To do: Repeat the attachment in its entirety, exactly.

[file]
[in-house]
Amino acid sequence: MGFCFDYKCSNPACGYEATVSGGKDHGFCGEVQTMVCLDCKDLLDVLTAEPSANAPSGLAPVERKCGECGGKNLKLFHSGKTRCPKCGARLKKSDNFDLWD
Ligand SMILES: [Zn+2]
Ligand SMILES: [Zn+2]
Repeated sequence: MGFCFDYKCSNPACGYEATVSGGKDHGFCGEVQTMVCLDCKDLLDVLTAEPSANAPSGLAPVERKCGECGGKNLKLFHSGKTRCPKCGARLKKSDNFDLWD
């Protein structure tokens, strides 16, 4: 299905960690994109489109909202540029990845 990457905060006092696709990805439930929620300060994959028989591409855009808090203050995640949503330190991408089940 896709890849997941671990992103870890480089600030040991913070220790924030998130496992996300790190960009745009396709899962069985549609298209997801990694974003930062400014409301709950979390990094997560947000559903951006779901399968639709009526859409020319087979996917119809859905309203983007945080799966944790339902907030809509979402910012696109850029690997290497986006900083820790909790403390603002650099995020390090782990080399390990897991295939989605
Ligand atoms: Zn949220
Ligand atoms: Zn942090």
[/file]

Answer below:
[in-house]
Amino acid sequence: MGFCFDYKCSNPACGYEATVSGGKDHGFCGEVQTMVCLDCKDLLDVLTAEPSANAPSGLAPVERKCGECGGKNLKLFHSGKTRCPKCGARLKKSDNFDLWD
Ligand SMILES: [Zn+2]
Ligand SMILES: [Zn+2]
Repeated sequence: MGFCFDYKCSNPACGYEATVSGGKDHGFCGEVQTMVCLDCKDLLDVLTAEPSANAPSGLAPVERKCGECGGKNLKLFHSGKTRCPKCGARLKKSDNFDLWD
């Protein structure tokens, strides 16, 4: 299905960690994109489109909202540029990845 990457905060006092696709990805439930929620300060994959028989591409855009808090203050995640949503330190991408089940 896709890849997941671990992103870890480089600030040991913070220790924030998130496992996300790190960009745009396709899962069985549609298209997801990694974003930062400014409301709950979390990094997560947000559903951006779901399968639709009526859409020319087979996917119809859905309203983007945080799966944790339902907030809509979402910012696109850029690997290497986006900083820790909790403390603002650099995020390090782990080399390990897991295939989605
Ligand atoms: Zn949220
Ligand atoms: Zn942090």